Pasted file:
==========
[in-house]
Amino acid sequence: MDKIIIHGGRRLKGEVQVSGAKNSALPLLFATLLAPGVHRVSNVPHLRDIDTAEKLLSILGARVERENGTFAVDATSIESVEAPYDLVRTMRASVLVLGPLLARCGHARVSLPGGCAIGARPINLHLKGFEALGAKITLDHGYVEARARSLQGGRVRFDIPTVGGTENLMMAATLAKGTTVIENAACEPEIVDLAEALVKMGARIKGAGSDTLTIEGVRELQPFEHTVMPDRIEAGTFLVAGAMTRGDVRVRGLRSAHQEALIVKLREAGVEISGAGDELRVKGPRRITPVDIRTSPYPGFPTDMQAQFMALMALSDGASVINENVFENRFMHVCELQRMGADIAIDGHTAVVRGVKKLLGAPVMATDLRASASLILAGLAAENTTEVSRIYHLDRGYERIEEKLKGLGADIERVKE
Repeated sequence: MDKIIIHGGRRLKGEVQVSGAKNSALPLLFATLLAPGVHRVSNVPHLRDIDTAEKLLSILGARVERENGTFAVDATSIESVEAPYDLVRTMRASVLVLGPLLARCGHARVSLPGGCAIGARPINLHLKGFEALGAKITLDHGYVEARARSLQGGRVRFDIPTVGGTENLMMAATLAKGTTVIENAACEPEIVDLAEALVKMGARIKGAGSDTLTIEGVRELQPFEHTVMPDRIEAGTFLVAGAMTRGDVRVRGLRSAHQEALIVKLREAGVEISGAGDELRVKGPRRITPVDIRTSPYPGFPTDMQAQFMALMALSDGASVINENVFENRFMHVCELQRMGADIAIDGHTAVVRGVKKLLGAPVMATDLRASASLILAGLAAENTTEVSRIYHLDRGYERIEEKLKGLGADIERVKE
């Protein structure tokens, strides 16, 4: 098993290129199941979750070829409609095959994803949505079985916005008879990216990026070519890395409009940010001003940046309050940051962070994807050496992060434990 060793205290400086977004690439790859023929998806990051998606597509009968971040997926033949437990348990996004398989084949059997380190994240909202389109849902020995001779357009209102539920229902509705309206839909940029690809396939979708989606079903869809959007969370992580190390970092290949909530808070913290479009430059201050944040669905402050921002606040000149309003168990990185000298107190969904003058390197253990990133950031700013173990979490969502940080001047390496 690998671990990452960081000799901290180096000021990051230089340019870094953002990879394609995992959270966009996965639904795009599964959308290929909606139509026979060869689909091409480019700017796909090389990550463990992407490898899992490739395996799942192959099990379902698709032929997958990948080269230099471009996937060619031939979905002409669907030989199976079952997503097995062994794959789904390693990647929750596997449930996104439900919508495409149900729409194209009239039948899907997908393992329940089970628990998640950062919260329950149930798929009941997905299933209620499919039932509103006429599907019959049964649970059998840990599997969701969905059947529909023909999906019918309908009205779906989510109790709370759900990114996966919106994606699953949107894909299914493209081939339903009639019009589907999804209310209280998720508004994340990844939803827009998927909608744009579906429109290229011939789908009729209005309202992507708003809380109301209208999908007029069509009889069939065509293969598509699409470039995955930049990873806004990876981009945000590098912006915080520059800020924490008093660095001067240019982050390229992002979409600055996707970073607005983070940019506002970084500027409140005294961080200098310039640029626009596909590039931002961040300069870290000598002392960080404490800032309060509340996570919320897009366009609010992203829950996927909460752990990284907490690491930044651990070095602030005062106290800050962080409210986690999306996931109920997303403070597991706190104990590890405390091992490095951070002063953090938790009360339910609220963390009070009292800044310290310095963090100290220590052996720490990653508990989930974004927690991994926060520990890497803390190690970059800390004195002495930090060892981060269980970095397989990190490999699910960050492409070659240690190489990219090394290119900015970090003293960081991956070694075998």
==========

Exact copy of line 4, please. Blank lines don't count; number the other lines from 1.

């Protein structure tokens, strides 16, 4: 098993290129199941979750070829409609095959994803949505079985916005008879990216990026070519890395409009940010001003940046309050940051962070994807050496992060434990 060793205290400086977004690439790859023929998806990051998606597509009968971040997926033949437990348990996004398989084949059997380190994240909202389109849902020995001779357009209102539920229902509705309206839909940029690809396939979708989606079903869809959007969370992580190390970092290949909530808070913290479009430059201050944040669905402050921002606040000149309003168990990185000298107190969904003058390197253990990133950031700013173990979490969502940080001047390496 690998671990990452960081000799901290180096000021990051230089340019870094953002990879394609995992959270966009996965639904795009599964959308290929909606139509026979060869689909091409480019700017796909090389990550463990992407490898899992490739395996799942192959099990379902698709032929997958990948080269230099471009996937060619031939979905002409669907030989199976079952997503097995062994794959789904390693990647929750596997449930996104439900919508495409149900729409194209009239039948899907997908393992329940089970628990998640950062919260329950149930798929009941997905299933209620499919039932509103006429599907019959049964649970059998840990599997969701969905059947529909023909999906019918309908009205779906989510109790709370759900990114996966919106994606699953949107894909299914493209081939339903009639019009589907999804209310209280998720508004994340990844939803827009998927909608744009579906429109290229011939789908009729209005309202992507708003809380109301209208999908007029069509009889069939065509293969598509699409470039995955930049990873806004990876981009945000590098912006915080520059800020924490008093660095001067240019982050390229992002979409600055996707970073607005983070940019506002970084500027409140005294961080200098310039640029626009596909590039931002961040300069870290000598002392960080404490800032309060509340996570919320897009366009609010992203829950996927909460752990990284907490690491930044651990070095602030005062106290800050962080409210986690999306996931109920997303403070597991706190104990590890405390091992490095951070002063953090938790009360339910609220963390009070009292800044310290310095963090100290220590052996720490990653508990989930974004927690991994926060520990890497803390190690970059800390004195002495930090060892981060269980970095397989990190490999699910960050492409070659240690190489990219090394290119900015970090003293960081991956070694075998």